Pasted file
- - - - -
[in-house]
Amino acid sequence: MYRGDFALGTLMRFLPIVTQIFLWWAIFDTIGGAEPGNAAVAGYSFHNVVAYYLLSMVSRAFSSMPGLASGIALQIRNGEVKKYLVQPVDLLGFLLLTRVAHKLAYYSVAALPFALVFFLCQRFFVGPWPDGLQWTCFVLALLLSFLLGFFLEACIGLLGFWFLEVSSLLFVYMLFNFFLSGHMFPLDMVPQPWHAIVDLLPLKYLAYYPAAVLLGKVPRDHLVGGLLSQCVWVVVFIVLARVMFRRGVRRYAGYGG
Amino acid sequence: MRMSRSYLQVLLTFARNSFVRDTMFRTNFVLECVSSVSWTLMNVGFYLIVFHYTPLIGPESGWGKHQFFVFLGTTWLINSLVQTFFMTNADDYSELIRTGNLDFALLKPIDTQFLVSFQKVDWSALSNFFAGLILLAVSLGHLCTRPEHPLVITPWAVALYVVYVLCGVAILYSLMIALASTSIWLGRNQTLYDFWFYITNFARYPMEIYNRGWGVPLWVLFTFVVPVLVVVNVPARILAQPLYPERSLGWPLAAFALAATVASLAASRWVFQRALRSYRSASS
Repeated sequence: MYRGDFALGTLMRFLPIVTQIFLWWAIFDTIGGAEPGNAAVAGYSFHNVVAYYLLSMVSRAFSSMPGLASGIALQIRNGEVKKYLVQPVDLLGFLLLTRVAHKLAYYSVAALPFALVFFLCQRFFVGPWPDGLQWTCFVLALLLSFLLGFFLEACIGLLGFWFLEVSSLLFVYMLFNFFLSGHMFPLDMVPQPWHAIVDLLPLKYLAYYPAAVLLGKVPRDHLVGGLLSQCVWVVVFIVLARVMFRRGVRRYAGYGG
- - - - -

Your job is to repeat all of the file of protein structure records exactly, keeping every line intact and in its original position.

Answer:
[in-house]
Amino acid sequence: MYRGDFALGTLMRFLPIVTQIFLWWAIFDTIGGAEPGNAAVAGYSFHNVVAYYLLSMVSRAFSSMPGLASGIALQIRNGEVKKYLVQPVDLLGFLLLTRVAHKLAYYSVAALPFALVFFLCQRFFVGPWPDGLQWTCFVLALLLSFLLGFFLEACIGLLGFWFLEVSSLLFVYMLFNFFLSGHMFPLDMVPQPWHAIVDLLPLKYLAYYPAAVLLGKVPRDHLVGGLLSQCVWVVVFIVLARVMFRRGVRRYAGYGG
Amino acid sequence: MRMSRSYLQVLLTFARNSFVRDTMFRTNFVLECVSSVSWTLMNVGFYLIVFHYTPLIGPESGWGKHQFFVFLGTTWLINSLVQTFFMTNADDYSELIRTGNLDFALLKPIDTQFLVSFQKVDWSALSNFFAGLILLAVSLGHLCTRPEHPLVITPWAVALYVVYVLCGVAILYSLMIALASTSIWLGRNQTLYDFWFYITNFARYPMEIYNRGWGVPLWVLFTFVVPVLVVVNVPARILAQPLYPERSLGWPLAAFALAATVASLAASRWVFQRALRSYRSASS
Repeated sequence: MYRGDFALGTLMRFLPIVTQIFLWWAIFDTIGGAEPGNAAVAGYSFHNVVAYYLLSMVSRAFSSMPGLASGIALQIRNGEVKKYLVQPVDLLGFLLLTRVAHKLAYYSVAALPFALVFFLCQRFFVGPWPDGLQWTCFVLALLLSFLLGFFLEACIGLLGFWFLEVSSLLFVYMLFNFFLSGHMFPLDMVPQPWHAIVDLLPLKYLAYYPAAVLLGKVPRDHLVGGLLSQCVWVVVFIVLARVMFRRGVRRYAGYGG